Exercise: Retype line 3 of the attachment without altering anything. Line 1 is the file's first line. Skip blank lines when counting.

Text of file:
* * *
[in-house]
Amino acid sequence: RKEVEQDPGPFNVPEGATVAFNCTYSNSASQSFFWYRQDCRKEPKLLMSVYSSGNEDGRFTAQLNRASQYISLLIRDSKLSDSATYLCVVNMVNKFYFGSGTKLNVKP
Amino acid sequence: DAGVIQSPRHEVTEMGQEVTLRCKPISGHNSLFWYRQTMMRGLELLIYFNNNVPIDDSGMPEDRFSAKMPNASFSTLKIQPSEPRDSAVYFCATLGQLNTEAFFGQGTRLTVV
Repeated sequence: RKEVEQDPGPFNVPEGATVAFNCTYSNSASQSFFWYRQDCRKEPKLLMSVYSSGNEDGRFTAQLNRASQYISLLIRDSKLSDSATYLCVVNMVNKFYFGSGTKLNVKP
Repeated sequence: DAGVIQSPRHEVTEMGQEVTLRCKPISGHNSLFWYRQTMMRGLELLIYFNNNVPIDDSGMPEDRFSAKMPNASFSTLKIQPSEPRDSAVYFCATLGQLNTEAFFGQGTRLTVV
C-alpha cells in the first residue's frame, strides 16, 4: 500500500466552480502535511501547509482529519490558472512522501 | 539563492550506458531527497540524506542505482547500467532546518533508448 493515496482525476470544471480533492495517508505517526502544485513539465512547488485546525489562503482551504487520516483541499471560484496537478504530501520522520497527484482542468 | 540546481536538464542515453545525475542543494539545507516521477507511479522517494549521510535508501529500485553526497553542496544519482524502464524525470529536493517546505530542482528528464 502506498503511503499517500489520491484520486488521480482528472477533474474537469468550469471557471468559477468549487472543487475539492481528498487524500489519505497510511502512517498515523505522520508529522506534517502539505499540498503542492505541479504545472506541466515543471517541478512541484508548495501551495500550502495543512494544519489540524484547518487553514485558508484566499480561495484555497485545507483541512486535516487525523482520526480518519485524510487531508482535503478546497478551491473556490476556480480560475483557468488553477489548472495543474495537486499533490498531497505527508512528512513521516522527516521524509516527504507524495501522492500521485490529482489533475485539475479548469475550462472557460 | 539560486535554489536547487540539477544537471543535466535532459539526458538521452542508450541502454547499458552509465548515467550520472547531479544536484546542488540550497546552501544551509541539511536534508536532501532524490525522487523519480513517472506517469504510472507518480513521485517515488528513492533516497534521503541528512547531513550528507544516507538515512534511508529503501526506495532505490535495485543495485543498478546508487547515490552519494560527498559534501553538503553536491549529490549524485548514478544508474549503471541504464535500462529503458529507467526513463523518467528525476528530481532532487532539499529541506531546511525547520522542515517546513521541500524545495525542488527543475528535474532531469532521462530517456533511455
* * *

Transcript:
Amino acid sequence: DAGVIQSPRHEVTEMGQEVTLRCKPISGHNSLFWYRQTMMRGLELLIYFNNNVPIDDSGMPEDRFSAKMPNASFSTLKIQPSEPRDSAVYFCATLGQLNTEAFFGQGTRLTVV